Volcano Researcher Asked to Leave Program*

Alissa Jones, Princeton Reporter Staff

June 16, 1999

Preeminent volcano researcher Soren Anderson was asked to withdraw from his doctoral studies in the Department of Geography at Princeton University during his recent dissertation defense.

Anderson’s committee cited irregularities in research methods, inadequate preparation, and lack of originality with respect to research topic.

Anderson has indicated that his committee’s concerns are “totally bogus” and that there is some sort of witch hunt going on. “Edgar Giordano didn’t even exist until two weeks ago,” Anderson claims. He believes that there is a university-wide effort to suppress his research for some reason. “I don’t really care what they think of me. It’s a question of academic freedom and integrity,” Anderson said, “and something really fishy is happening that everybody should be aware of.”

Nobody on Anderson’s committee was available for comment. Department Chair Donald Miller has recently retired and is on extended vacation in South America. Anderson’s dissertation advisor, Fred Lee, had an unfortunate heart attack and passed away two days before Anderson’s defense.

Anderson has submitted the letter received from his committee to be reprinted in its entirety.

Anderson does not plan to grieve the termination as he indicates “there would be no point.


Soren Anderson

Address Withheld


June 9, 1999

Dear Soren Anderson,

This letter officially terminates your doctoral studies at Princeton University. As stated during your comprehensive examination, your committee had several serious concerns with your research proposal and preparation for the exam. You did not address these concerns in your subsequent dissertation.

As you know, dissertation research must be completely original and constitute a significant contribution to your discipline. We direct you to the traditional definition of originality in academia by Lorner and Burns.

“Original research is research that has not been done, proved or seen before. It should contribute to knowledge, changes the way people think nd moves the field forward.”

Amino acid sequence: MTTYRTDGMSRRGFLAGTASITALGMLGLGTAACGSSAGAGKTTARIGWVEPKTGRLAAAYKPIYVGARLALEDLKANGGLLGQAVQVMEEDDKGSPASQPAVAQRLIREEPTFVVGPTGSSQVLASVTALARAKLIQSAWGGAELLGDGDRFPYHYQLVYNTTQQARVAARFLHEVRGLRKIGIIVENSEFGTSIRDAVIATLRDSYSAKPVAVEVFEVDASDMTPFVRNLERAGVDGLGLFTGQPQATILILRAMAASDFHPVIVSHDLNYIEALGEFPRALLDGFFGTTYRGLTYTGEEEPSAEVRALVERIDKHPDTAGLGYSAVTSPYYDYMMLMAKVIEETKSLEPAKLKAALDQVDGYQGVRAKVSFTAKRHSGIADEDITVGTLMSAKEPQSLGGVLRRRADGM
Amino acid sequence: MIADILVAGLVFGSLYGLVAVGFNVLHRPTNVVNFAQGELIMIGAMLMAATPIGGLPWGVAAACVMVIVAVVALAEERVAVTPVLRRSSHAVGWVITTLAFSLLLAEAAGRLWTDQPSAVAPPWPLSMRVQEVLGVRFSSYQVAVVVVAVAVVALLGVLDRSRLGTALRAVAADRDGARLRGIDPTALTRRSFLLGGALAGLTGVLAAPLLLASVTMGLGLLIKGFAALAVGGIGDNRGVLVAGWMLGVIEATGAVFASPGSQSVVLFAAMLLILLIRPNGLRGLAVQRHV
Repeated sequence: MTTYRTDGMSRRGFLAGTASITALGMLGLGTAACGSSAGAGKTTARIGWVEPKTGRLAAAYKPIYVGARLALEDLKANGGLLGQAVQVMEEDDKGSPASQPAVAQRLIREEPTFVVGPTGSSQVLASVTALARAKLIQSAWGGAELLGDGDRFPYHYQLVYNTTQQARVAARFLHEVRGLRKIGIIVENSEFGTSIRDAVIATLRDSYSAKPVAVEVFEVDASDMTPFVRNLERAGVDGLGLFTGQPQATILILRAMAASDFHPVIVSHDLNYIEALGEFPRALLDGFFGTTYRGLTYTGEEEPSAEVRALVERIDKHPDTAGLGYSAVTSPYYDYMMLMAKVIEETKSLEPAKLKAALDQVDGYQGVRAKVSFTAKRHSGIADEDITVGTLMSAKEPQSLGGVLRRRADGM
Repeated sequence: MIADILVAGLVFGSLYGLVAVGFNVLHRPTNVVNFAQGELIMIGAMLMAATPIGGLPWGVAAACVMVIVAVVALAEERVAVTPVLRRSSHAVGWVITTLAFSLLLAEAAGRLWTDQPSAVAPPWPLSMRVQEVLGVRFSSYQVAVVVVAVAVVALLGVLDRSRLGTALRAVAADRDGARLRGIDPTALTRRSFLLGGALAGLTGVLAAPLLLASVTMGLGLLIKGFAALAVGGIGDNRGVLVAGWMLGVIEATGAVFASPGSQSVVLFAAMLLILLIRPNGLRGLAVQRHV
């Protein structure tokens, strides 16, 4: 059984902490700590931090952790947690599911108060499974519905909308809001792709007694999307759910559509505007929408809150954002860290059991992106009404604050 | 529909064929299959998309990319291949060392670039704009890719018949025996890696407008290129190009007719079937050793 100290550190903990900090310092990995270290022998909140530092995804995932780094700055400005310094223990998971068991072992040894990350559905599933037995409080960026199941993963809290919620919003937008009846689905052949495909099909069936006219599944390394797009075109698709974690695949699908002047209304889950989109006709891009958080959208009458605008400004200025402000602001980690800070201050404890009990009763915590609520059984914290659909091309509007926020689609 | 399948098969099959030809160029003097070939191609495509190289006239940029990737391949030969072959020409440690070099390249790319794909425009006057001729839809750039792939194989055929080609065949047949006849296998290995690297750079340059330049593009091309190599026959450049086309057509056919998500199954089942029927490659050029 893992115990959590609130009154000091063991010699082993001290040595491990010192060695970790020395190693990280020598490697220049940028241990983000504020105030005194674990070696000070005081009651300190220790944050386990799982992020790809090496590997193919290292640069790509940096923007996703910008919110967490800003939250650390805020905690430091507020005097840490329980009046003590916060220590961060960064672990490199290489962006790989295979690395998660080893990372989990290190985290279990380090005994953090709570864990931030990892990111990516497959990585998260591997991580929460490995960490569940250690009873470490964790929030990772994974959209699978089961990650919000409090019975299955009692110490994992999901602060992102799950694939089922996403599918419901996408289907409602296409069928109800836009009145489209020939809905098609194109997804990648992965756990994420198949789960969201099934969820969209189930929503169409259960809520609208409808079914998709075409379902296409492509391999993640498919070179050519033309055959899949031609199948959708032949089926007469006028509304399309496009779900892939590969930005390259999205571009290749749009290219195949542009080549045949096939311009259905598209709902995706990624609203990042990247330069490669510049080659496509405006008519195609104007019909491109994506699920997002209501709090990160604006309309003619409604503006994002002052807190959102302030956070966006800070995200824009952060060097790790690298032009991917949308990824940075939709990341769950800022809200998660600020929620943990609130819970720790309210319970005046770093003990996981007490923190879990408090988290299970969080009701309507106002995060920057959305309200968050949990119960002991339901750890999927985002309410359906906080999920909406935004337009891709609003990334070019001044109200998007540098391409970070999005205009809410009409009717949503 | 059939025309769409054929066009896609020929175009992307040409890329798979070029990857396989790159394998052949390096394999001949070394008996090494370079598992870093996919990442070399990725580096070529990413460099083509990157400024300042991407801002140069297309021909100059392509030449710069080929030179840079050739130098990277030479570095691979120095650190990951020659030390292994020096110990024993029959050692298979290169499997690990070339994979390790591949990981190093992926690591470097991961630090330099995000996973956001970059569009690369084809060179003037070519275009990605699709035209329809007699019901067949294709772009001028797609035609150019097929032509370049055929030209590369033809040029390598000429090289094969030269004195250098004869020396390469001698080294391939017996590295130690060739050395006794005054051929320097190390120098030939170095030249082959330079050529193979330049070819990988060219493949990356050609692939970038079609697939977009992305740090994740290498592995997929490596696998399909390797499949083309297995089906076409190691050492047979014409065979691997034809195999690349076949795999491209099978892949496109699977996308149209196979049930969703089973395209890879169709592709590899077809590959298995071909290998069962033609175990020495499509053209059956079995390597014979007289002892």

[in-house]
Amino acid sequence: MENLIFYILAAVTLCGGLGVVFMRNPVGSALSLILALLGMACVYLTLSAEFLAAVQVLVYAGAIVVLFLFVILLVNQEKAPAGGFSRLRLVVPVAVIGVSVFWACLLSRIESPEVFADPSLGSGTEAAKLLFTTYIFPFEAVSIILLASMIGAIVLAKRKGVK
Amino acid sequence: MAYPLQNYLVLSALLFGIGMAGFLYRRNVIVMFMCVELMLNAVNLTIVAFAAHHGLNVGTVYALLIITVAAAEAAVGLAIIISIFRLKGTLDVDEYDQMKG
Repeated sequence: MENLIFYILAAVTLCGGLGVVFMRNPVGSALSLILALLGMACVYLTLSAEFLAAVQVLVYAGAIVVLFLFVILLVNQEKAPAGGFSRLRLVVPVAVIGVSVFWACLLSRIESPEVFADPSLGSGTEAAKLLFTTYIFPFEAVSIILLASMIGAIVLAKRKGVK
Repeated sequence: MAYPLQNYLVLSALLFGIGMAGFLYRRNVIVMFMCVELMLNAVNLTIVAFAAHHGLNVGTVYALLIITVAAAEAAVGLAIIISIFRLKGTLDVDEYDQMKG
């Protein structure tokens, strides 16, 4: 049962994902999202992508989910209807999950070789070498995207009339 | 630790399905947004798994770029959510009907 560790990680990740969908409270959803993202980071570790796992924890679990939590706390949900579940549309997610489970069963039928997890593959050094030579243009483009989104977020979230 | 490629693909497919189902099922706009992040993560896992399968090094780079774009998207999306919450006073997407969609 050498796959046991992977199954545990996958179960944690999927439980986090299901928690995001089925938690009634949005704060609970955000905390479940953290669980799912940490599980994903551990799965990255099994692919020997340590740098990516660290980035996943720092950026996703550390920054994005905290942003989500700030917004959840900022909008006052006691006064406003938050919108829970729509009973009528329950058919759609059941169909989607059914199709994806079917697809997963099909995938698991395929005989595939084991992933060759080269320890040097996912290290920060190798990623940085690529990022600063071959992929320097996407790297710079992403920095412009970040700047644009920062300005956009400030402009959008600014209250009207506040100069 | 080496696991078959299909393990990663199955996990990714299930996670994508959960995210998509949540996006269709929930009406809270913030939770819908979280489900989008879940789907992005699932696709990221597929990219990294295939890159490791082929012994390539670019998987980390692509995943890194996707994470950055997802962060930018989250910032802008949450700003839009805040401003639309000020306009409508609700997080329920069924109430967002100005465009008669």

We do not feel that your study of the flood basalts on Baffin Island has advanced our discipline sufficiently. We would like to point you to several studies undertaken by Edgar Giordano in the same geographic location with the same intent. It is unfortunate that neither your comprehensive exam paper nor your dissertation mentioned Giordano’s work. Being aware of all the work in your specific field is imperative to successful doctoral work.

In addition, we would like to state for the record that the hypothesis you are advancing regarding the potential links among flood basalts and the K-T extinction to be preposterous. We feel that the Alvarez hypothesis was inadequately treated in your examination and showed a lack of full appreciation for the work undertaken by Rethoret and Simons in this regard.

Further, there are problems relating to the statistical methods you employed in your dissertation research. These problems were itemized in detail by committee member Herman Rethoret in his letter dated March 8, 1999. Despite receiving this letter, you failed to change the statistical methods submitted in your second draft dated April 28, 1999.

Finally, your outburst at your defense during Dr. Rethoret’s questioning was unprofessional. We hold our students to the highest standard of behavior during formal processes.

Should you wish to appeal this decision, you must do so with the Board of Appeals within three months of receipt of this letter.

Yours sincerely,

Donald Miller


Department of Geography

Princeton University

*This article is an easter egg for the novel Apocalypse Weird: Reversal. It is a work of fiction. Any references to real people, events, locales or organizations are used fictitiously. Other names, characters, places, and events are imaginary, and any resemblance to actual places, events or persons, living or dead, is entirely coincidental.